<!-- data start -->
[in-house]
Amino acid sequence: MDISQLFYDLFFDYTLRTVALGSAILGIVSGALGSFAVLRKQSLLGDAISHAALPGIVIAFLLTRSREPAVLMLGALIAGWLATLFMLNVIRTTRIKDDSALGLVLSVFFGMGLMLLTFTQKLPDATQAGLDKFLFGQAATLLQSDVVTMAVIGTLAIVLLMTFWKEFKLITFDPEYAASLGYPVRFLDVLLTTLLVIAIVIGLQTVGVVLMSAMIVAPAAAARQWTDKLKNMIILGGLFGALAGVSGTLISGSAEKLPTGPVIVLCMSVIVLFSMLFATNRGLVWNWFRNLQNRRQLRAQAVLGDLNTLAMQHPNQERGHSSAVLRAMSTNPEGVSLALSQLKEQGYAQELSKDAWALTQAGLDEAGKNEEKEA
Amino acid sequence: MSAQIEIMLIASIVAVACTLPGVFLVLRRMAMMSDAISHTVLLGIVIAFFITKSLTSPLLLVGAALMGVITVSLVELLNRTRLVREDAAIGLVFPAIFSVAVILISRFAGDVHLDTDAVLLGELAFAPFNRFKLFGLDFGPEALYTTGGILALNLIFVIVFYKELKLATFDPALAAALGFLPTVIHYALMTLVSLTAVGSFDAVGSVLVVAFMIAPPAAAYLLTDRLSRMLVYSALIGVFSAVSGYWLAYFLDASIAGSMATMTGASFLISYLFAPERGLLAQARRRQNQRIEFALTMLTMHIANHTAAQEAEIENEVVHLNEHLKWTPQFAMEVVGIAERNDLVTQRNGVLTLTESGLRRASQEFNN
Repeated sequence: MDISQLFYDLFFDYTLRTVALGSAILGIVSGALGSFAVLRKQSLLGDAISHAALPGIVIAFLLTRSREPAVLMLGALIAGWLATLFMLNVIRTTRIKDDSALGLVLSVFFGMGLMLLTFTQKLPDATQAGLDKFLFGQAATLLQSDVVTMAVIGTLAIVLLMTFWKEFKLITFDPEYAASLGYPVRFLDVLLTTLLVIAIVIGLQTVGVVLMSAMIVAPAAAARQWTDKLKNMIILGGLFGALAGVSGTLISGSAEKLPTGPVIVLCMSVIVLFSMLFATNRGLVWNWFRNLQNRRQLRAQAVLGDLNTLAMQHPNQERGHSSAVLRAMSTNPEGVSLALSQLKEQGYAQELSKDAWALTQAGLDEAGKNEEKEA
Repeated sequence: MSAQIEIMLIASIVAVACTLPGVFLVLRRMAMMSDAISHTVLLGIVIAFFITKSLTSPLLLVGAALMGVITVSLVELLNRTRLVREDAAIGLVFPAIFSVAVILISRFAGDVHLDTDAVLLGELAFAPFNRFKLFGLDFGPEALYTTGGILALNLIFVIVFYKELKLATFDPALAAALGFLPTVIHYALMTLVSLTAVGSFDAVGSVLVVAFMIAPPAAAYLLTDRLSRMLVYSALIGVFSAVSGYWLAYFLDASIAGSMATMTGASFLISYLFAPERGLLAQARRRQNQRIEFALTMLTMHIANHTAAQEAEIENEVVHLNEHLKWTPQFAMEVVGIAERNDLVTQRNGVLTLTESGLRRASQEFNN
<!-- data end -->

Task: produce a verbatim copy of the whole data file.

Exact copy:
[in-house]
Amino acid sequence: MDISQLFYDLFFDYTLRTVALGSAILGIVSGALGSFAVLRKQSLLGDAISHAALPGIVIAFLLTRSREPAVLMLGALIAGWLATLFMLNVIRTTRIKDDSALGLVLSVFFGMGLMLLTFTQKLPDATQAGLDKFLFGQAATLLQSDVVTMAVIGTLAIVLLMTFWKEFKLITFDPEYAASLGYPVRFLDVLLTTLLVIAIVIGLQTVGVVLMSAMIVAPAAAARQWTDKLKNMIILGGLFGALAGVSGTLISGSAEKLPTGPVIVLCMSVIVLFSMLFATNRGLVWNWFRNLQNRRQLRAQAVLGDLNTLAMQHPNQERGHSSAVLRAMSTNPEGVSLALSQLKEQGYAQELSKDAWALTQAGLDEAGKNEEKEA
Amino acid sequence: MSAQIEIMLIASIVAVACTLPGVFLVLRRMAMMSDAISHTVLLGIVIAFFITKSLTSPLLLVGAALMGVITVSLVELLNRTRLVREDAAIGLVFPAIFSVAVILISRFAGDVHLDTDAVLLGELAFAPFNRFKLFGLDFGPEALYTTGGILALNLIFVIVFYKELKLATFDPALAAALGFLPTVIHYALMTLVSLTAVGSFDAVGSVLVVAFMIAPPAAAYLLTDRLSRMLVYSALIGVFSAVSGYWLAYFLDASIAGSMATMTGASFLISYLFAPERGLLAQARRRQNQRIEFALTMLTMHIANHTAAQEAEIENEVVHLNEHLKWTPQFAMEVVGIAERNDLVTQRNGVLTLTESGLRRASQEFNN
Repeated sequence: MDISQLFYDLFFDYTLRTVALGSAILGIVSGALGSFAVLRKQSLLGDAISHAALPGIVIAFLLTRSREPAVLMLGALIAGWLATLFMLNVIRTTRIKDDSALGLVLSVFFGMGLMLLTFTQKLPDATQAGLDKFLFGQAATLLQSDVVTMAVIGTLAIVLLMTFWKEFKLITFDPEYAASLGYPVRFLDVLLTTLLVIAIVIGLQTVGVVLMSAMIVAPAAAARQWTDKLKNMIILGGLFGALAGVSGTLISGSAEKLPTGPVIVLCMSVIVLFSMLFATNRGLVWNWFRNLQNRRQLRAQAVLGDLNTLAMQHPNQERGHSSAVLRAMSTNPEGVSLALSQLKEQGYAQELSKDAWALTQAGLDEAGKNEEKEA
Repeated sequence: MSAQIEIMLIASIVAVACTLPGVFLVLRRMAMMSDAISHTVLLGIVIAFFITKSLTSPLLLVGAALMGVITVSLVELLNRTRLVREDAAIGLVFPAIFSVAVILISRFAGDVHLDTDAVLLGELAFAPFNRFKLFGLDFGPEALYTTGGILALNLIFVIVFYKELKLATFDPALAAALGFLPTVIHYALMTLVSLTAVGSFDAVGSVLVVAFMIAPPAAAYLLTDRLSRMLVYSALIGVFSAVSGYWLAYFLDASIAGSMATMTGASFLISYLFAPERGLLAQARRRQNQRIEFALTMLTMHIANHTAAQEAEIENEVVHLNEHLKWTPQFAMEVVGIAERNDLVTQRNGVLTLTESGLRRASQEFNN